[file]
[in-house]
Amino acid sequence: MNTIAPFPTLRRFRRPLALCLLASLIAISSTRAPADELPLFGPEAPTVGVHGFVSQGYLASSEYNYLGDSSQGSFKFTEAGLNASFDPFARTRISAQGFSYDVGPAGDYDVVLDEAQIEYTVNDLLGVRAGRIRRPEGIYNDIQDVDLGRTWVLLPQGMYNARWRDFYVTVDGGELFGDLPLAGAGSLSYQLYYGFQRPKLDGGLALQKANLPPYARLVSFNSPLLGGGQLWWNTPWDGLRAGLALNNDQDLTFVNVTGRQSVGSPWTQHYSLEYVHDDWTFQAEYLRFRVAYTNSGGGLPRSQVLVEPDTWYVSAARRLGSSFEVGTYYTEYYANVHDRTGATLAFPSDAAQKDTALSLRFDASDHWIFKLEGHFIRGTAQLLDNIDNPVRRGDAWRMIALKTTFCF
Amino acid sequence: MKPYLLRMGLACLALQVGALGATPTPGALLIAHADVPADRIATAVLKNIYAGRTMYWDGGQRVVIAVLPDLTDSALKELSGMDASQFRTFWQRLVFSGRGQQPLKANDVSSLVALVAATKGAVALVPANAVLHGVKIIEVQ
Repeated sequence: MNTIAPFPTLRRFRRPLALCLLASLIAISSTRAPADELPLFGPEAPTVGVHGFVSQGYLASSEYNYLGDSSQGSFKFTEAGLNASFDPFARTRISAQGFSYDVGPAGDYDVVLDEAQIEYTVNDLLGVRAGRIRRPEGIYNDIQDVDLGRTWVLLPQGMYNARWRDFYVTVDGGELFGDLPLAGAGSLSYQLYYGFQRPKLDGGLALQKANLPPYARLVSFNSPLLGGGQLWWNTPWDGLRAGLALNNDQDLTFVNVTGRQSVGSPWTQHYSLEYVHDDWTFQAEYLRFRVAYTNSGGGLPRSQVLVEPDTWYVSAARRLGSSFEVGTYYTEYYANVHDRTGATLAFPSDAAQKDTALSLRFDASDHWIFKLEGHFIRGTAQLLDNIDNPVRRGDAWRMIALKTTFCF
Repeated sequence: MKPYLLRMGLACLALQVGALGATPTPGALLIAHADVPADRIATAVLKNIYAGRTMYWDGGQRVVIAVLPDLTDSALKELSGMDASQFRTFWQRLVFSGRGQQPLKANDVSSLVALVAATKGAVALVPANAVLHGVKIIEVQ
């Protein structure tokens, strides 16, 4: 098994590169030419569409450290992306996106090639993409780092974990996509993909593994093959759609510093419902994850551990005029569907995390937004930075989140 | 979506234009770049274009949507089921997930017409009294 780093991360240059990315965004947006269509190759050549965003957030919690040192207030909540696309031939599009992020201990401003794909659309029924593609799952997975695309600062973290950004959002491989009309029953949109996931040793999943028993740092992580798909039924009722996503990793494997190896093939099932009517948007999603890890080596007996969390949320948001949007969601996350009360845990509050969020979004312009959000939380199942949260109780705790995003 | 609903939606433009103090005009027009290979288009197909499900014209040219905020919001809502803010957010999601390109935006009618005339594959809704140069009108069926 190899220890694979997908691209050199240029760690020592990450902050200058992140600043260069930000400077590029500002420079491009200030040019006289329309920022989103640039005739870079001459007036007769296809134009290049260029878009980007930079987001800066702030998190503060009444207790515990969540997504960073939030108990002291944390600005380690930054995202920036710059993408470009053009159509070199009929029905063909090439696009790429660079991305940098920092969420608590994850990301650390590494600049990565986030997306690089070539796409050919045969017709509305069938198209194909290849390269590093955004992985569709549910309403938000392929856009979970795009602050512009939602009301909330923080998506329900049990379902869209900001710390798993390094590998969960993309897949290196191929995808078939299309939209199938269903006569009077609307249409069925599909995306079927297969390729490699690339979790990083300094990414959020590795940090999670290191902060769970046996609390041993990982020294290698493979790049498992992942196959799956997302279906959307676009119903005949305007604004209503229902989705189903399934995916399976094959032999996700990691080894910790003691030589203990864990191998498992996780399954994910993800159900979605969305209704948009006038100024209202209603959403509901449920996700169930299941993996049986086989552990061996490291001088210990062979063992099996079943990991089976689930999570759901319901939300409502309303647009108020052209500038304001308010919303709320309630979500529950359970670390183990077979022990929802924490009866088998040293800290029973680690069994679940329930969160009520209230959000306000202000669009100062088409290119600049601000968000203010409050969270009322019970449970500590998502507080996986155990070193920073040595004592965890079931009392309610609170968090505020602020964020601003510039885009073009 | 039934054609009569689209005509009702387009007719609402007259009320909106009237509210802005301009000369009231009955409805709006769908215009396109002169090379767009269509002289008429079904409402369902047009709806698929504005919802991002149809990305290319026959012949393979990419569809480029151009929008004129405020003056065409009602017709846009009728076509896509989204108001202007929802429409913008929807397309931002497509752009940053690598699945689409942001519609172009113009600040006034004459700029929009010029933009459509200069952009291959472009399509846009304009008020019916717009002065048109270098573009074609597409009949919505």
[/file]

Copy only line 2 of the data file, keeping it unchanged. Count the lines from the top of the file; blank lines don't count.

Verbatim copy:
Amino acid sequence: MNTIAPFPTLRRFRRPLALCLLASLIAISSTRAPADELPLFGPEAPTVGVHGFVSQGYLASSEYNYLGDSSQGSFKFTEAGLNASFDPFARTRISAQGFSYDVGPAGDYDVVLDEAQIEYTVNDLLGVRAGRIRRPEGIYNDIQDVDLGRTWVLLPQGMYNARWRDFYVTVDGGELFGDLPLAGAGSLSYQLYYGFQRPKLDGGLALQKANLPPYARLVSFNSPLLGGGQLWWNTPWDGLRAGLALNNDQDLTFVNVTGRQSVGSPWTQHYSLEYVHDDWTFQAEYLRFRVAYTNSGGGLPRSQVLVEPDTWYVSAARRLGSSFEVGTYYTEYYANVHDRTGATLAFPSDAAQKDTALSLRFDASDHWIFKLEGHFIRGTAQLLDNIDNPVRRGDAWRMIALKTTFCF